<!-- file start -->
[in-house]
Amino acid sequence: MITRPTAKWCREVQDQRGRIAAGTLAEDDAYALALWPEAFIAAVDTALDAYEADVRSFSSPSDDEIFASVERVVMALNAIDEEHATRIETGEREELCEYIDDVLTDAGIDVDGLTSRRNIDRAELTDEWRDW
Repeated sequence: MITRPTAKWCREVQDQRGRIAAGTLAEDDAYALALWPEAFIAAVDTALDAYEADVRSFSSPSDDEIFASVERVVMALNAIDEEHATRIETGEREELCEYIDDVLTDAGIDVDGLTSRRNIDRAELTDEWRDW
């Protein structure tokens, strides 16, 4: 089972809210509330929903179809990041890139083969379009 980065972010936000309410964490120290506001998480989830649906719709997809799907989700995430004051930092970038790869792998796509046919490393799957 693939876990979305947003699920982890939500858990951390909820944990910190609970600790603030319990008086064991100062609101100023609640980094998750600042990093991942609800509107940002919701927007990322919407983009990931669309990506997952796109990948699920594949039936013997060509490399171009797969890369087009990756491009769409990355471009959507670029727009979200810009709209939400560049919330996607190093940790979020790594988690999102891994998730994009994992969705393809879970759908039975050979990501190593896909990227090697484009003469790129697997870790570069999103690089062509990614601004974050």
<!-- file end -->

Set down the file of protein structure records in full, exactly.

[in-house]
Amino acid sequence: MITRPTAKWCREVQDQRGRIAAGTLAEDDAYALALWPEAFIAAVDTALDAYEADVRSFSSPSDDEIFASVERVVMALNAIDEEHATRIETGEREELCEYIDDVLTDAGIDVDGLTSRRNIDRAELTDEWRDW
Repeated sequence: MITRPTAKWCREVQDQRGRIAAGTLAEDDAYALALWPEAFIAAVDTALDAYEADVRSFSSPSDDEIFASVERVVMALNAIDEEHATRIETGEREELCEYIDDVLTDAGIDVDGLTSRRNIDRAELTDEWRDW
């Protein structure tokens, strides 16, 4: 089972809210509330929903179809990041890139083969379009 980065972010936000309410964490120290506001998480989830649906719709997809799907989700995430004051930092970038790869792998796509046919490393799957 693939876990979305947003699920982890939500858990951390909820944990910190609970600790603030319990008086064991100062609101100023609640980094998750600042990093991942609800509107940002919701927007990322919407983009990931669309990506997952796109990948699920594949039936013997060509490399171009797969890369087009990756491009769409990355471009959507670029727009979200810009709209939400560049919330996607190093940790979020790594988690999102891994998730994009994992969705393809879970759908039975050979990501190593896909990227090697484009003469790129697997870790570069999103690089062509990614601004974050």